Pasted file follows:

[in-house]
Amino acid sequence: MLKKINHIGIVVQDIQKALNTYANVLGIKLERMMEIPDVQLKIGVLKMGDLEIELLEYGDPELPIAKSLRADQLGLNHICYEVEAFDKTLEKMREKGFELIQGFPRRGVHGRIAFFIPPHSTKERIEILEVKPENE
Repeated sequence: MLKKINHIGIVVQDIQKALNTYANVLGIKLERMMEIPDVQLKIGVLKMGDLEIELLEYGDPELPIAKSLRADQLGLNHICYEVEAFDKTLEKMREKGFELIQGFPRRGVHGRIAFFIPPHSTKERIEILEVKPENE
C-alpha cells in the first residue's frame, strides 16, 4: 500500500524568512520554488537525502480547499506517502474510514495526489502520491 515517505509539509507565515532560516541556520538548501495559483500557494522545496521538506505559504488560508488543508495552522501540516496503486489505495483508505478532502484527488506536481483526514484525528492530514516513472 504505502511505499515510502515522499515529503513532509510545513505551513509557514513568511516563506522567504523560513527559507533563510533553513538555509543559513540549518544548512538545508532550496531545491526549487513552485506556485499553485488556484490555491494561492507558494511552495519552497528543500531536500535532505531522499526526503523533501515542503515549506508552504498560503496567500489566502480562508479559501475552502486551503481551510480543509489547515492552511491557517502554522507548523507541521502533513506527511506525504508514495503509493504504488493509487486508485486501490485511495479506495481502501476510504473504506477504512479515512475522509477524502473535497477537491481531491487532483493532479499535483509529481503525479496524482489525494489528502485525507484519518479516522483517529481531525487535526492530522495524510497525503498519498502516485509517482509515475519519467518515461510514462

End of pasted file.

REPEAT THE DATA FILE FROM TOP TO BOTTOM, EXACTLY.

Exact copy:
[in-house]
Amino acid sequence: MLKKINHIGIVVQDIQKALNTYANVLGIKLERMMEIPDVQLKIGVLKMGDLEIELLEYGDPELPIAKSLRADQLGLNHICYEVEAFDKTLEKMREKGFELIQGFPRRGVHGRIAFFIPPHSTKERIEILEVKPENE
Repeated sequence: MLKKINHIGIVVQDIQKALNTYANVLGIKLERMMEIPDVQLKIGVLKMGDLEIELLEYGDPELPIAKSLRADQLGLNHICYEVEAFDKTLEKMREKGFELIQGFPRRGVHGRIAFFIPPHSTKERIEILEVKPENE
C-alpha cells in the first residue's frame, strides 16, 4: 500500500524568512520554488537525502480547499506517502474510514495526489502520491 515517505509539509507565515532560516541556520538548501495559483500557494522545496521538506505559504488560508488543508495552522501540516496503486489505495483508505478532502484527488506536481483526514484525528492530514516513472 504505502511505499515510502515522499515529503513532509510545513505551513509557514513568511516563506522567504523560513527559507533563510533553513538555509543559513540549518544548512538545508532550496531545491526549487513552485506556485499553485488556484490555491494561492507558494511552495519552497528543500531536500535532505531522499526526503523533501515542503515549506508552504498560503496567500489566502480562508479559501475552502486551503481551510480543509489547515492552511491557517502554522507548523507541521502533513506527511506525504508514495503509493504504488493509487486508485486501490485511495479506495481502501476510504473504506477504512479515512475522509477524502473535497477537491481531491487532483493532479499535483509529481503525479496524482489525494489528502485525507484519518479516522483517529481531525487535526492530522495524510497525503498519498502516485509517482509515475519519467518515461510514462